Types of Spanish Music and Dance

It is hard to spend more than five minutes in many Spanish speaking countries without hearing blaring bachata, merengue or salsa. Music and dance hold a very important place in Latino culture and it is important the students are exposed to multiple genres of music and dance when learning about Hispanic or ‘Latino’ culture. 

We have compiled a list of the most common genres of music in Spanish. Most of the videos listed are of couples or people dancing in a public setting. Some of the links appear to be couples or people that are professional dancers. These might not be ‘culturally’ authentic or something you would see at a dance club or birthday party but still are a good representation of the dance to show students.

Is a dance from the Dominican Republic. It is a genre that has been gaining popularity on an international level since 2000 with Aventura’s ‘Obsesion’ and now Romeo Santos a Dominican American gaining popularity in the US. Other famous Bachata singers are: Juan Luis Guerra, Raulin Rodriguez, Zacarias Ferreiras, Anthony Santos, Joe Veras, Luis Vargas and Frank Reyes.

Is danced in the Dominican Republic and popular in some other countries in the Carribean. Some popular merengue singers are: Eddy Herrera, Toño Rosario, El Jefrey, and Sergio Vargas.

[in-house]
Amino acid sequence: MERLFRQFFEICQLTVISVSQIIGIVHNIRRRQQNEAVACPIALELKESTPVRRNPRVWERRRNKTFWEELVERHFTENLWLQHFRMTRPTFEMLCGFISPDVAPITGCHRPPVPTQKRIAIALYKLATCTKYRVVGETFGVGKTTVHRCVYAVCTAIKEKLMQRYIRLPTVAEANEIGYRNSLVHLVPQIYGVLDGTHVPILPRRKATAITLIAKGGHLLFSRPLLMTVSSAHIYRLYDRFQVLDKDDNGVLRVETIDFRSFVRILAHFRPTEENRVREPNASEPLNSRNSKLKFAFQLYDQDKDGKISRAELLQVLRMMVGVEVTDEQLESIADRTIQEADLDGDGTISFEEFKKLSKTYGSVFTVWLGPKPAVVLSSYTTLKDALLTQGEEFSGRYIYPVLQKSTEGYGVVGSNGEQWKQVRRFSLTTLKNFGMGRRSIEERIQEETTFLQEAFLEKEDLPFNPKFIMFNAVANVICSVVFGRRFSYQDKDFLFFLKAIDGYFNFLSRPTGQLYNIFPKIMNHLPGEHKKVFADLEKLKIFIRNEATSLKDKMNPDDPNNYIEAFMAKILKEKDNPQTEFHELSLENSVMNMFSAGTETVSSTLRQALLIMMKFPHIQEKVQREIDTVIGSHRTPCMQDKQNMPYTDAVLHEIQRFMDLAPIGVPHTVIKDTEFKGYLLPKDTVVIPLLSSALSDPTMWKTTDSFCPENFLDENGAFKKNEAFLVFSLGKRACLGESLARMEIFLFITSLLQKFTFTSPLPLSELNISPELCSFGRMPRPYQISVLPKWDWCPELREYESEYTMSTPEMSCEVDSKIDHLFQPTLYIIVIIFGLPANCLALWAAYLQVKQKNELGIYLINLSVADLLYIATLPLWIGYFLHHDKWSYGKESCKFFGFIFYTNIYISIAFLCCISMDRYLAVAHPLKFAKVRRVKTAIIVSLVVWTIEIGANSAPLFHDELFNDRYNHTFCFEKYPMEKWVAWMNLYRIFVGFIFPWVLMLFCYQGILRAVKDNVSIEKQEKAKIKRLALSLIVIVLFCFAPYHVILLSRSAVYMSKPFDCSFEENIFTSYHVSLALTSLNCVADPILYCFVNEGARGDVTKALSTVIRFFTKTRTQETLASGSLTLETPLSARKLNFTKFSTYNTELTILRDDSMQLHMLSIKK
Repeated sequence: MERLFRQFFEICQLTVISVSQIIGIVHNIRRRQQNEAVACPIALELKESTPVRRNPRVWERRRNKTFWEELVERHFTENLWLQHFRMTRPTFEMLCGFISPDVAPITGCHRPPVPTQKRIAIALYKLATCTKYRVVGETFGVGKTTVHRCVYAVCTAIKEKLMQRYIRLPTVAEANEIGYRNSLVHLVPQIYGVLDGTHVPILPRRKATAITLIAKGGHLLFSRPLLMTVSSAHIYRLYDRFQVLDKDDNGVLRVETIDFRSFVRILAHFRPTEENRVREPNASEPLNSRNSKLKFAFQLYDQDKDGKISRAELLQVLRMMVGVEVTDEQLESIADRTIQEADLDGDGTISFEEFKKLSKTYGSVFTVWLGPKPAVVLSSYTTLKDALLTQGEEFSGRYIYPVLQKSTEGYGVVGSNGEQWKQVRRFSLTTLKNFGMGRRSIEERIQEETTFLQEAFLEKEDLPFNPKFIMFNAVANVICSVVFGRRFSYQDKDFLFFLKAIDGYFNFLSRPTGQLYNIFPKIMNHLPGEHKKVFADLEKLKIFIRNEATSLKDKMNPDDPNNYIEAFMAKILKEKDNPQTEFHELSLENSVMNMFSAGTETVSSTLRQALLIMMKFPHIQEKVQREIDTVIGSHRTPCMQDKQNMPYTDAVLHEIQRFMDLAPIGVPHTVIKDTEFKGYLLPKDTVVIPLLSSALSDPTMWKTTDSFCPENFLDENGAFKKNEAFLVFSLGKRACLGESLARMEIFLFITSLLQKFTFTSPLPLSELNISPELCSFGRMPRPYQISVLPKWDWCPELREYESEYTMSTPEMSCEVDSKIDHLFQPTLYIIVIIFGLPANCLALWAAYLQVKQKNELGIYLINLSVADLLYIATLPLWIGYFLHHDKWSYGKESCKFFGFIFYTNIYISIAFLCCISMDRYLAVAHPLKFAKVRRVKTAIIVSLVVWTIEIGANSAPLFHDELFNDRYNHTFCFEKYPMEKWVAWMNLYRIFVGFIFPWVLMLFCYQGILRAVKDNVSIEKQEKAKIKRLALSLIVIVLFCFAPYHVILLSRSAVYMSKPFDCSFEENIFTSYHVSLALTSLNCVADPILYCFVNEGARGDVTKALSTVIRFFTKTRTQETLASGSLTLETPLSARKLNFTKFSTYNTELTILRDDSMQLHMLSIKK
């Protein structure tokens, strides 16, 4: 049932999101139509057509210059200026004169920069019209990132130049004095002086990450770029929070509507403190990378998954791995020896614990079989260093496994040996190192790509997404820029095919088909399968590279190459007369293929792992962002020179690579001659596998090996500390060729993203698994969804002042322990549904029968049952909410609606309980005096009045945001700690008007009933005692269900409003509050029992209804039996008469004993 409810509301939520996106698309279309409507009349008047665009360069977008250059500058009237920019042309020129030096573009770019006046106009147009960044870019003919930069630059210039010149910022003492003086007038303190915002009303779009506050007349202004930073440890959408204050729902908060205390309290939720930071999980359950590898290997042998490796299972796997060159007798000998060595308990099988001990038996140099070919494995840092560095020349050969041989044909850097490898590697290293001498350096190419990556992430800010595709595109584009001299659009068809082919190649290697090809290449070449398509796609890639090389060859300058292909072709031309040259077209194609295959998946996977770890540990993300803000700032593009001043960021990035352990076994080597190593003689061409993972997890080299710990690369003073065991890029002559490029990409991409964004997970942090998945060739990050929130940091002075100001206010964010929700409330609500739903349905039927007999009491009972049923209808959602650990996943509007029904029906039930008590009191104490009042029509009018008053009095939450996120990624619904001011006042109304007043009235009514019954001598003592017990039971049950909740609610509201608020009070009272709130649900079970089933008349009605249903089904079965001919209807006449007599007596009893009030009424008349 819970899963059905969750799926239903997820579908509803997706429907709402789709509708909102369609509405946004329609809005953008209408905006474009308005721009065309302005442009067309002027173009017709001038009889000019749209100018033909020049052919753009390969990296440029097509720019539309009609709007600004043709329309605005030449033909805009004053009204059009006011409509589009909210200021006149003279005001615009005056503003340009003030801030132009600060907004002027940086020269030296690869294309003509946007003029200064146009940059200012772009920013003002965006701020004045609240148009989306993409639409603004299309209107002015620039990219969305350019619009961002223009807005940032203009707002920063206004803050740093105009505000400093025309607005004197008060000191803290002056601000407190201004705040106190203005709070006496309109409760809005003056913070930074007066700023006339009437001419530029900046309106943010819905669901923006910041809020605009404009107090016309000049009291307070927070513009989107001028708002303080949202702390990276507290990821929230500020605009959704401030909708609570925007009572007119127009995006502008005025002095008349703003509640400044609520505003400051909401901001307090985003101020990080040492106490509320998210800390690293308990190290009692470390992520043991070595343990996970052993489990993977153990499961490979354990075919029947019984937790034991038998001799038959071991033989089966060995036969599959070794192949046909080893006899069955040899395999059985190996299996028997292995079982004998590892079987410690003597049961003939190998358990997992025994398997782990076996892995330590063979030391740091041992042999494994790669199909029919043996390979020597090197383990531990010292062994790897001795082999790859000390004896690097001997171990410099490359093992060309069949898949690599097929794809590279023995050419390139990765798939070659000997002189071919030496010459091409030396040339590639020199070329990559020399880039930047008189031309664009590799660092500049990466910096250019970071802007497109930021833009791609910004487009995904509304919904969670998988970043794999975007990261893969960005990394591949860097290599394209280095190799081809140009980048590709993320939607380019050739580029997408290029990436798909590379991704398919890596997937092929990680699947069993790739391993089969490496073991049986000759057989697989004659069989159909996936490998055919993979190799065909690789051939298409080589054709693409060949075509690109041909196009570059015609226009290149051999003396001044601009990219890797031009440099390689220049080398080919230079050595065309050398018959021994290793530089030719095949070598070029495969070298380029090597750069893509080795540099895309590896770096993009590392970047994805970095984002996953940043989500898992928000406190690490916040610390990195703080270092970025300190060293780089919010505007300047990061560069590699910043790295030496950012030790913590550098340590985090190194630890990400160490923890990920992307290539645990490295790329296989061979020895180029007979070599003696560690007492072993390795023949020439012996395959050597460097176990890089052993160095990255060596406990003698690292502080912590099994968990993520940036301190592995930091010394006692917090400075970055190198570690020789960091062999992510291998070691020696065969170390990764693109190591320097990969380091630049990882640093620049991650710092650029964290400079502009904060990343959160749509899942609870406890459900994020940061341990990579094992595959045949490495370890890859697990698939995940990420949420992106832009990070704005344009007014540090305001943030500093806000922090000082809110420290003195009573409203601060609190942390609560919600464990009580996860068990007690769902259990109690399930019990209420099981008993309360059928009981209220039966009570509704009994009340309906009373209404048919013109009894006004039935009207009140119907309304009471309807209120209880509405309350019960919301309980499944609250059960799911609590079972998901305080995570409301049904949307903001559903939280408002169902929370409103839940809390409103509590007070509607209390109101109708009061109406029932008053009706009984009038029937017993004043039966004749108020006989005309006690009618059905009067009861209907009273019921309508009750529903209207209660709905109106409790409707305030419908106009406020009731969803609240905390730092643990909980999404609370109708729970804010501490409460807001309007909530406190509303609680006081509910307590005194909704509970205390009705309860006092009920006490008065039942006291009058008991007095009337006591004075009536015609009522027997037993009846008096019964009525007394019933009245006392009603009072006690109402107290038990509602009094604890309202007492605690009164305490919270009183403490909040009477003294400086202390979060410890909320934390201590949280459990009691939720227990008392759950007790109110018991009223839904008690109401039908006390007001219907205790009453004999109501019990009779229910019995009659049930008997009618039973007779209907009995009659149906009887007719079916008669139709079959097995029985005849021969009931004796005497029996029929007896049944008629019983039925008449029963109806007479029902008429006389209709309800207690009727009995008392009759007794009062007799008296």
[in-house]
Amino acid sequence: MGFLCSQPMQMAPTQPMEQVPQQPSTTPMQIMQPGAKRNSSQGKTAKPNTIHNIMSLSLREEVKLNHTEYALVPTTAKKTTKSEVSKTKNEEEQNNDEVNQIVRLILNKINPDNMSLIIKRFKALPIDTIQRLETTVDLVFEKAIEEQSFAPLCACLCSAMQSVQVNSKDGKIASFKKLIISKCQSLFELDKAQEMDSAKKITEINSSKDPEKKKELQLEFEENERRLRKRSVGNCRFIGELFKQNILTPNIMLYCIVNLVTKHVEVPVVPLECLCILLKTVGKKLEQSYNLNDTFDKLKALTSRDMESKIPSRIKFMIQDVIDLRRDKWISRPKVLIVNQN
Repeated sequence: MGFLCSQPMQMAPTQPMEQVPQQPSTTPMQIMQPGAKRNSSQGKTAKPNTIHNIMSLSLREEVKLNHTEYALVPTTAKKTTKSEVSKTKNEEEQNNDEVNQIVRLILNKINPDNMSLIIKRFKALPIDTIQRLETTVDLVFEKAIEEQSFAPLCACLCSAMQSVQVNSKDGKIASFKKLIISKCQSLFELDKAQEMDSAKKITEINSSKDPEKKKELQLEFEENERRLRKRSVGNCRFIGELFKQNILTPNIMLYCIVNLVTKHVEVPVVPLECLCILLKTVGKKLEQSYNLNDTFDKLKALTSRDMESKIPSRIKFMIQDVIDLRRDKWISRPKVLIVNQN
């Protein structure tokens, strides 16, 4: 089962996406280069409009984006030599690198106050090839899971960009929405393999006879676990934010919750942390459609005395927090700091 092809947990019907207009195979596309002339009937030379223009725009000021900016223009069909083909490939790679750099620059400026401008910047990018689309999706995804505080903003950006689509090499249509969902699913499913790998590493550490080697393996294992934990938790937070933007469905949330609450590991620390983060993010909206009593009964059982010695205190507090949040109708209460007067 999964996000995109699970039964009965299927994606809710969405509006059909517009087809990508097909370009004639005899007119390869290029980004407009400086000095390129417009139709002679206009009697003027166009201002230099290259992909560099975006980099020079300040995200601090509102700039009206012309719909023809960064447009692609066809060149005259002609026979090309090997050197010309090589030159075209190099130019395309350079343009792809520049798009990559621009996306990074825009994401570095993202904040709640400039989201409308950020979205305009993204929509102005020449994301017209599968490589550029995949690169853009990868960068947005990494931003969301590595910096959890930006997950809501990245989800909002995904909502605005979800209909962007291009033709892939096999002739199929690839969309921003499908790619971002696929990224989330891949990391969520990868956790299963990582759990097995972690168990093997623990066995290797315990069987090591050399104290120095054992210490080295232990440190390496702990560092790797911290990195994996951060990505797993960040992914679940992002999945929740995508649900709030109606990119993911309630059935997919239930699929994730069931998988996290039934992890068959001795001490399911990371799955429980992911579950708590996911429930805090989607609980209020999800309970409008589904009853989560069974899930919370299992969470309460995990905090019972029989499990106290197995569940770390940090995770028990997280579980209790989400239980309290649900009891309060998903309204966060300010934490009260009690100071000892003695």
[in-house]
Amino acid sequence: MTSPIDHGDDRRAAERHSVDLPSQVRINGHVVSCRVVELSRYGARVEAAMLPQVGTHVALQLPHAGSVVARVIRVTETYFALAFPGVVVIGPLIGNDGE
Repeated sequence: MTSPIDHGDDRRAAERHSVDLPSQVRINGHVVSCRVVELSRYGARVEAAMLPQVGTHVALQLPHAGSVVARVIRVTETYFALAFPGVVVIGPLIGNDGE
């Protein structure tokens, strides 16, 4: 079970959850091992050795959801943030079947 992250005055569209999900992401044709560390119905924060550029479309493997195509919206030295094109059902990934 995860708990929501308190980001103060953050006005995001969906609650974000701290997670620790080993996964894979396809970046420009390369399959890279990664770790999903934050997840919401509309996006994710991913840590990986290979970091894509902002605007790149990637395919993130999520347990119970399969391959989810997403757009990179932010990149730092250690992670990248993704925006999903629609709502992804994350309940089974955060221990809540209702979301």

Merengue tipico: a faster merengue danced in the Dominican Republic. This genre often has very long songs and it danced to live music played by a band. Fefita La Grande is one of the most famous singers of this genre.


Salsa: Salsa music has its roots from Cuba. Some of the most popular Salsa singers are Hector Lavoe, Marc Anthony and Luis Enrique among many more famous salseros.

Son Cubano: Music with African roots from Cuba.

Cha Cha Cha: This type of music or dance was invented by Cuban composer Enrique Jordin in the 1950’s.

Cumbia: Cumbia music started in Colombia and is said to have come from the African slaves. Now cumbia has several variations and paces throughout the Americas. This dance is often danced with partners, like bachata, merengue and salsa. This videos show some general cumbia steps or moves but do not show dancing Cumbia with a partner.



Banda/Ranchero: This music comes from Mexico.


Tango: This dance comes from Argentina. It started in the lower class areas of Buenos Aires, Argentina, and Montevideo, Uruguay.

Flamenco: This dance comes from Spain. This music has Spanish and Arab roots and dates back to the 15th century. This music has changed over time and also has influences from the Christians, Jews, and Gypsies of the Iberian Peninsula.


Reggaeton: First made famous internationally with Daddy Yankee, this genre continues to expand into mainstream markets as well as mix with other Latin genres. This genre of music in Spanish got its start in Puerto Rico. This genre often has dancing and lyrics that are not appropriate for most students.


Dembow: A Urban dance common in the Dominican Republic.  There are often dance-offs between people in a group. Youth gather together and each person takes a turn dancing… each trying to one-up the previous dancer with their moves or “flow”.

Cuarteto: A dance or music from Argentina.

Rumba: A music that originated from Cuba.

Mambo: This music genre and dance also came from Cuba.


Are you ready to go out and dance? I hope learned about some new dances or music from different Spanish speaking countries. Did we miss one of your favorites? Let us know?